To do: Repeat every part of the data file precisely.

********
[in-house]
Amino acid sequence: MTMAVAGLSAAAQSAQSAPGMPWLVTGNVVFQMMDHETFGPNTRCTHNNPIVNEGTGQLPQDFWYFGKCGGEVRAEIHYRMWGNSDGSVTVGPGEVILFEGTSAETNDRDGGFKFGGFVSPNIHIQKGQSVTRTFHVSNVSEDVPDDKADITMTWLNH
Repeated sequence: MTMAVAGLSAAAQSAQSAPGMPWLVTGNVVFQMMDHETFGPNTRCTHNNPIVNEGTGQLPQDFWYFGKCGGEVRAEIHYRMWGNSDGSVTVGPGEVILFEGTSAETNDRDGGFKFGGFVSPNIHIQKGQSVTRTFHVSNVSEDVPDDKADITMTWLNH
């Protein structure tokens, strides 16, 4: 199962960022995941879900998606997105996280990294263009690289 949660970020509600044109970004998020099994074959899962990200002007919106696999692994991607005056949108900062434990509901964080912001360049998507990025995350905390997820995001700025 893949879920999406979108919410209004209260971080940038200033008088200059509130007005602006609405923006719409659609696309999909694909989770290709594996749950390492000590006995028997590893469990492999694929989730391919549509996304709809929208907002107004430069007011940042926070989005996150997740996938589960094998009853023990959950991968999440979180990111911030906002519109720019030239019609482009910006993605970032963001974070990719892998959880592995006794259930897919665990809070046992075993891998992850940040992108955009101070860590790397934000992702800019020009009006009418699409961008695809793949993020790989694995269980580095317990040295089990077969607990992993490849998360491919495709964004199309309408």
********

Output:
[in-house]
Amino acid sequence: MTMAVAGLSAAAQSAQSAPGMPWLVTGNVVFQMMDHETFGPNTRCTHNNPIVNEGTGQLPQDFWYFGKCGGEVRAEIHYRMWGNSDGSVTVGPGEVILFEGTSAETNDRDGGFKFGGFVSPNIHIQKGQSVTRTFHVSNVSEDVPDDKADITMTWLNH
Repeated sequence: MTMAVAGLSAAAQSAQSAPGMPWLVTGNVVFQMMDHETFGPNTRCTHNNPIVNEGTGQLPQDFWYFGKCGGEVRAEIHYRMWGNSDGSVTVGPGEVILFEGTSAETNDRDGGFKFGGFVSPNIHIQKGQSVTRTFHVSNVSEDVPDDKADITMTWLNH
């Protein structure tokens, strides 16, 4: 199962960022995941879900998606997105996280990294263009690289 949660970020509600044109970004998020099994074959899962990200002007919106696999692994991607005056949108900062434990509901964080912001360049998507990025995350905390997820995001700025 893949879920999406979108919410209004209260971080940038200033008088200059509130007005602006609405923006719409659609696309999909694909989770290709594996749950390492000590006995028997590893469990492999694929989730391919549509996304709809929208907002107004430069007011940042926070989005996150997740996938589960094998009853023990959950991968999440979180990111911030906002519109720019030239019609482009910006993605970032963001974070990719892998959880592995006794259930897919665990809070046992075993891998992850940040992108955009101070860590790397934000992702800019020009009006009418699409961008695809793949993020790989694995269980580095317990040295089990077969607990992993490849998360491919495709964004199309309408």